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Wi-Fi Phones

What if you could make free or cheap calls from hotspots in many coffee shops and airports and from wireless networks in homes?

Wi-Fi not only has the potential to offer better voice quality than traditional cellular service, but it also opens the door to videoconferencing and other data services on mobile devices. Cellphone users are now often limited to the services offered by their carriers, but Wi-Fi phones could have access to a wider range of offerings on the Internet, in some cases at faster transmission speeds than on the carriers’ networks. Netgear‘s Wi-Fi Phone is the world’s first wireless Internet phone that can make free calls using the Internet phone service Skype to other Skype users anywhere in the world, anytime you have Wi-Fi access, without a PC.

The Philips VOIP841 acts as a standard land-line telephone but also can make calls using Skype The phone has two jacks, one for a regular telephone line and another for an Ethernet cable. The wireless handset uses Philips DECT technology to improve call clarity. To make an Internet call, the caller scrolls through a list of Skype contacts (the phone holds up to 500) and dials away. The call is routed over the Internet without the need to involve a computer. The handset battery lasts for up to 12 hours of talk time and about 120 hours when not in use. Multiple base stations or handsets can be added to the system, allowing everyone in the house to get on and make calls. The phone has separate rings for land-line calls and Skype calls, so you'll know which network is calling.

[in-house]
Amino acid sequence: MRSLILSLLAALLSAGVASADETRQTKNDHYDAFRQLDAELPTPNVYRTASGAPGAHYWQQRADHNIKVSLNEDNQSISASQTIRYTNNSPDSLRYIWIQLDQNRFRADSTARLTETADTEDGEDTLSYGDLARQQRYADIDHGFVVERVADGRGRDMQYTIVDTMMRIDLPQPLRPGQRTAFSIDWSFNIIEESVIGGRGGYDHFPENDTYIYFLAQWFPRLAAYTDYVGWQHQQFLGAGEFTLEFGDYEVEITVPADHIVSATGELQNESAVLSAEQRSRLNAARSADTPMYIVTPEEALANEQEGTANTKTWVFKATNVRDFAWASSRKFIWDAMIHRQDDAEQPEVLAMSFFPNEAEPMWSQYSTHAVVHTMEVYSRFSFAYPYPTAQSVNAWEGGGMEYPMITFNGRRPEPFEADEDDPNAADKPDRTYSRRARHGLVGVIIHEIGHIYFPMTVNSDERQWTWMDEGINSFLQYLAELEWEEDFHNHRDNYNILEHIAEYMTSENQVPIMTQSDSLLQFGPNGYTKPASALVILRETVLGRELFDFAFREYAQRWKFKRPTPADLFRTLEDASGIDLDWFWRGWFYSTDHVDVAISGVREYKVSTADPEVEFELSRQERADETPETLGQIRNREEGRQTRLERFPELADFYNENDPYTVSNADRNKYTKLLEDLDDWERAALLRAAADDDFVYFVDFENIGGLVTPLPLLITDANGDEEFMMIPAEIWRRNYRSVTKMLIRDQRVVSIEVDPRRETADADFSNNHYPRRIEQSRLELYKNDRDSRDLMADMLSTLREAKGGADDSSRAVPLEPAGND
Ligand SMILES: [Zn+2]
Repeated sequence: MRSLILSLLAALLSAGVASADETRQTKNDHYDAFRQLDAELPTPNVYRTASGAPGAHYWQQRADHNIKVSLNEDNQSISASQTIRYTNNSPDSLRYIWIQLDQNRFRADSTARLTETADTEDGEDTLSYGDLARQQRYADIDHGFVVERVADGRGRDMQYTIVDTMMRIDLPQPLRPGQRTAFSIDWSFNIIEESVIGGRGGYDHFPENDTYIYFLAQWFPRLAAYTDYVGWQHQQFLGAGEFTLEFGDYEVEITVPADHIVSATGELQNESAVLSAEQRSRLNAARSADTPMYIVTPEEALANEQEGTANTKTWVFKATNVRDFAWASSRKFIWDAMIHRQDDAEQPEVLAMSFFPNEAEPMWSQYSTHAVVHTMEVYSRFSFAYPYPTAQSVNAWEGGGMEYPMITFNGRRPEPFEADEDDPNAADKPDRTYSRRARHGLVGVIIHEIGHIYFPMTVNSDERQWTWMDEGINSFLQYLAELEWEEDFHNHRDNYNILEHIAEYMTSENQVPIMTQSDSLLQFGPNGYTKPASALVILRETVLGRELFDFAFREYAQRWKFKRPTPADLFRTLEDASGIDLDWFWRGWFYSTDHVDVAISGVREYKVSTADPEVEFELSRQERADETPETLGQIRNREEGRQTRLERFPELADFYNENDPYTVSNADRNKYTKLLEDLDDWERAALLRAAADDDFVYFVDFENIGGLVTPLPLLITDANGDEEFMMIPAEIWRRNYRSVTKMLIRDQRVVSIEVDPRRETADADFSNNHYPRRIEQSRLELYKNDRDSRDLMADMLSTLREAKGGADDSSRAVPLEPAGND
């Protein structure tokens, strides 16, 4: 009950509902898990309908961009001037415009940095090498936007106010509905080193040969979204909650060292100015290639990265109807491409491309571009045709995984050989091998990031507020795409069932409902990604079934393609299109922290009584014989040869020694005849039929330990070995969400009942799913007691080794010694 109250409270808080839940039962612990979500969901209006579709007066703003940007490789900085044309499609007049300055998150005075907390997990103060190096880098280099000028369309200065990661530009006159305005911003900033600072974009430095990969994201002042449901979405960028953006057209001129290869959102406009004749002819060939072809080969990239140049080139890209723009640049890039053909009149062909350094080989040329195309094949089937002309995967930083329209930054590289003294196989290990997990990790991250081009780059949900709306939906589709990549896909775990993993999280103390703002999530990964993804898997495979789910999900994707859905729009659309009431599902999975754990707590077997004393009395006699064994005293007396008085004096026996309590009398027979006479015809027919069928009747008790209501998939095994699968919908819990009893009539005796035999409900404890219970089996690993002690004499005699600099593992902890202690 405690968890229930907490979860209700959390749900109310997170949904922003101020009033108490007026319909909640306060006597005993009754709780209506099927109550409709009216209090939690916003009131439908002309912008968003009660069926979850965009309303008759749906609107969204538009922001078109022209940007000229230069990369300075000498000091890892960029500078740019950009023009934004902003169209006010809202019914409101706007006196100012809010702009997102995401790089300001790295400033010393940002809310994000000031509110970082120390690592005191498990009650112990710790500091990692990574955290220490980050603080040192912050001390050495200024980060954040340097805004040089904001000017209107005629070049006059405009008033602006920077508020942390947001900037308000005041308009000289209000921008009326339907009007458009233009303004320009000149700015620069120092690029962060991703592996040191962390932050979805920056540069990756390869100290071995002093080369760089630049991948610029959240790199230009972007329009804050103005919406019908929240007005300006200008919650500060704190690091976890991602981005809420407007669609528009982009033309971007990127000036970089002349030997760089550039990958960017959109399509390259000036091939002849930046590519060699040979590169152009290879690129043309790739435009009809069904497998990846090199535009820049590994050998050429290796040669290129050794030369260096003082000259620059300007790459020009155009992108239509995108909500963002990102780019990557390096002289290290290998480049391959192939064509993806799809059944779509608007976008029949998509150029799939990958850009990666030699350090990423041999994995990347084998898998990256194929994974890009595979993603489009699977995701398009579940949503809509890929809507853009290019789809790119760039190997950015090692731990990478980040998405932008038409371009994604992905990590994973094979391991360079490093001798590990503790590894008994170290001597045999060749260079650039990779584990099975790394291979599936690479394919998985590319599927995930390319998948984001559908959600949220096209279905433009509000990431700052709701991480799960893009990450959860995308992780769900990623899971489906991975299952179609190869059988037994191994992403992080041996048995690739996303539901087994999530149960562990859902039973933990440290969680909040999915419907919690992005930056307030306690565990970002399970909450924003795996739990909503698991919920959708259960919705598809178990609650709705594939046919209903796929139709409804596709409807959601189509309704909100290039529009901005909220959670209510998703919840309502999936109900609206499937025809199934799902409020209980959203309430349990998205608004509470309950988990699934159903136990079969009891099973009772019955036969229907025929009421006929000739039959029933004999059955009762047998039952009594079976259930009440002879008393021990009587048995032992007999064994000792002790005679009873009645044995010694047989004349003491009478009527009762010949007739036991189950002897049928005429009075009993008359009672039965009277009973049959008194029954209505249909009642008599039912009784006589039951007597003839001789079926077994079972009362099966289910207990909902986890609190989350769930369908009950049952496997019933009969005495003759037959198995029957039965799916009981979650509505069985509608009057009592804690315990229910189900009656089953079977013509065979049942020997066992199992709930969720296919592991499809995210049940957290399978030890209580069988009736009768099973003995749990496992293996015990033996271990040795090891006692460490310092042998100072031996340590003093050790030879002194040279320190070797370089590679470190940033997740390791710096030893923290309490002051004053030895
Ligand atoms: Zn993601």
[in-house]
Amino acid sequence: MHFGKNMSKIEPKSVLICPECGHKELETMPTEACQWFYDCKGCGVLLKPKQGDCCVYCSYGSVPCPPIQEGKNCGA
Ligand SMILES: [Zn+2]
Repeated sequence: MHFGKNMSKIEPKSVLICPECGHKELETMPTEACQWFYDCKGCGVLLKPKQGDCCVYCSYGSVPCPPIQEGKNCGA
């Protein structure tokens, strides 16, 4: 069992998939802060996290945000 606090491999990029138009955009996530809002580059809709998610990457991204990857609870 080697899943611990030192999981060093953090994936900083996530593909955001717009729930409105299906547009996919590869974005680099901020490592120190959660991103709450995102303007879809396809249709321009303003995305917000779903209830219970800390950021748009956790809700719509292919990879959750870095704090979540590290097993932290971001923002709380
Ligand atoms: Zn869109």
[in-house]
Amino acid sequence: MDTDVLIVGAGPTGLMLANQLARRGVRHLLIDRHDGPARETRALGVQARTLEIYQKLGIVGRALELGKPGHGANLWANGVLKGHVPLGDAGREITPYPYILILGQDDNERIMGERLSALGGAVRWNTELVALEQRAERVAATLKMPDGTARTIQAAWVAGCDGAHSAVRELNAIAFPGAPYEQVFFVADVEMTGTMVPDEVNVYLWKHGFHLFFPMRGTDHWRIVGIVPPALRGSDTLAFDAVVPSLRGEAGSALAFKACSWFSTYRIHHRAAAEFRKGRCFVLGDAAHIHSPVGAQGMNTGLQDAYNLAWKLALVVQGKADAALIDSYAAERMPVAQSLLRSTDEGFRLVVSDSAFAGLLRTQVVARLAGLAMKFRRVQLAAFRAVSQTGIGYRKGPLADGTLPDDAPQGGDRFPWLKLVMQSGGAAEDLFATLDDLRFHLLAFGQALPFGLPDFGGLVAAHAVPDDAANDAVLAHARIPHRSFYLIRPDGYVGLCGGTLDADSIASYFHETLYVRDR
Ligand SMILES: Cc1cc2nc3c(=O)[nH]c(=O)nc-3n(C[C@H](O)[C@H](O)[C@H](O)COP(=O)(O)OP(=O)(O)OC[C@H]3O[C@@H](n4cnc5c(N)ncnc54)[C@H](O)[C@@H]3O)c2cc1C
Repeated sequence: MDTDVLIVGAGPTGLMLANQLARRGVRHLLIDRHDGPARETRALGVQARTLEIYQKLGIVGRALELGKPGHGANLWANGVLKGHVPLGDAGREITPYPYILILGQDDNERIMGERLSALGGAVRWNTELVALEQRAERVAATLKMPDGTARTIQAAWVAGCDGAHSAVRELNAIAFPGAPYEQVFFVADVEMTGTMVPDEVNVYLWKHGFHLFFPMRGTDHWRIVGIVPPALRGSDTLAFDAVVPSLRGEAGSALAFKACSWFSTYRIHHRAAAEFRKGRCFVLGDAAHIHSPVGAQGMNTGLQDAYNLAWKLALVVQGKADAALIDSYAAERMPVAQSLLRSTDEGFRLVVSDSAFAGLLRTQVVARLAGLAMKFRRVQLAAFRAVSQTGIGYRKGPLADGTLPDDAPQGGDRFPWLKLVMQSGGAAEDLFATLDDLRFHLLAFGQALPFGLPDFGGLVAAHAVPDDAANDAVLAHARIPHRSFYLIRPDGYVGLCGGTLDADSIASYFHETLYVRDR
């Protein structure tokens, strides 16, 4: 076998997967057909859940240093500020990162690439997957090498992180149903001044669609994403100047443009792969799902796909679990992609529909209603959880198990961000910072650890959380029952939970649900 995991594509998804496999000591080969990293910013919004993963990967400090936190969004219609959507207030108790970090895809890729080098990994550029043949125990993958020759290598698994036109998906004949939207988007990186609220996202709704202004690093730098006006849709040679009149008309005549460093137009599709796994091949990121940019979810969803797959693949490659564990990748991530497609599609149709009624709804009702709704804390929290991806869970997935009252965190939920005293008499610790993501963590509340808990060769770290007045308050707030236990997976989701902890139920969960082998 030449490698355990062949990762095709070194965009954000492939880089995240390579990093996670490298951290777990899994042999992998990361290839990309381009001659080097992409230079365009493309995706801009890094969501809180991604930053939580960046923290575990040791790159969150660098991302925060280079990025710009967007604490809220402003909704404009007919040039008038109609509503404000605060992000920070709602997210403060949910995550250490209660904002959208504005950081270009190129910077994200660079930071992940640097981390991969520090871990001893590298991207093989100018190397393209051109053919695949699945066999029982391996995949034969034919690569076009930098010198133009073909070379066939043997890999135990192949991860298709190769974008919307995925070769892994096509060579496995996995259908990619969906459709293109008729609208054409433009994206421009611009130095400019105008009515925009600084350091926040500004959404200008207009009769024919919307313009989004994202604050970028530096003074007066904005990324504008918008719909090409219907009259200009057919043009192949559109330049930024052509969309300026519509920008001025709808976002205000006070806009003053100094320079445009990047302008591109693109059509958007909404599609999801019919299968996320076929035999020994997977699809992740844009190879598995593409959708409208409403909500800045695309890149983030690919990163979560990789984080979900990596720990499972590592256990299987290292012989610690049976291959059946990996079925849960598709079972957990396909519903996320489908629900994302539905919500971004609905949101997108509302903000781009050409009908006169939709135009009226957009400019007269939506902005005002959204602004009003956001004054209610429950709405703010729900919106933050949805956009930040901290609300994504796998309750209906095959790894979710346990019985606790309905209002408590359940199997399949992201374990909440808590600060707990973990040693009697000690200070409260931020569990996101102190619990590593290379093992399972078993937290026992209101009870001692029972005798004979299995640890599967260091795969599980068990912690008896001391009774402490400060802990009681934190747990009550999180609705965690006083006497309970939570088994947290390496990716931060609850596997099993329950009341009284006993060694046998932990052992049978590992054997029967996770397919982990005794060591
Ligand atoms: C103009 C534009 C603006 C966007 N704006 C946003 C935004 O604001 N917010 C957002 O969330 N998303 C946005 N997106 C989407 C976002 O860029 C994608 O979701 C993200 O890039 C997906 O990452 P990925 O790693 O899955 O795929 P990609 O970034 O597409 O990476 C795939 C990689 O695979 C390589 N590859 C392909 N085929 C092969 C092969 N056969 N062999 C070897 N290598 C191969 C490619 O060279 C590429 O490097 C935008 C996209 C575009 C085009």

The radio signals sent from standard mobile phones connect to tens of thousands of cell sites on towers or attached to buildings, billboards and other structures. These cells have an average range of two miles, allowing them to blanket much of the country.

Wi-Fi hotspots have a much more limited range, usually no more than 800 feet. Unlike the cellphone towers, which are operated by the carriers, the hotspots tend to be controlled by individuals or smaller companies, and are not coordinated or organized into a larger network.

Wi-Fi networks operate over unlicensed radio spectrum. This spectrum is essentially public space, which means that anyone can make use of it, but it also means that the frequencies can be congested, potentially causing interference and dropped calls.

By contrast, the major cellphone carriers paid billions of dollars to the federal government for the right to use their slices of the radio spectrum. They can control who is on their networks, maintain quality standards and limit overcrowding. But the spectrum fees introduce a layer of costs that Wi-Fi calls are not burdened with.

The Cell Phone Tower Search is a listing of US towers by city using a Google maps API. All wireless operators in the United States must file with the FCC. The FCC posts and updates a database of tower application records. This database can be downloaded. These records will not tell you if the sites are currently active or what type of technology they use (GSM, CDMA, etc.)

Of course, as many laptop users have discovered, Wi-Fi Internet access is not always something you pay for. Sometimes it is something you just find, as can be the case when people deliberately or unintentionally leave access points open and unsecured. The phones that work with Skype, and most likely others, will turn the free access point in a neighborhood café — or a neighbor’s house — into a miniature provider of phone service.

The Wi-Fi in Your Handset

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Revised: 09/02/2008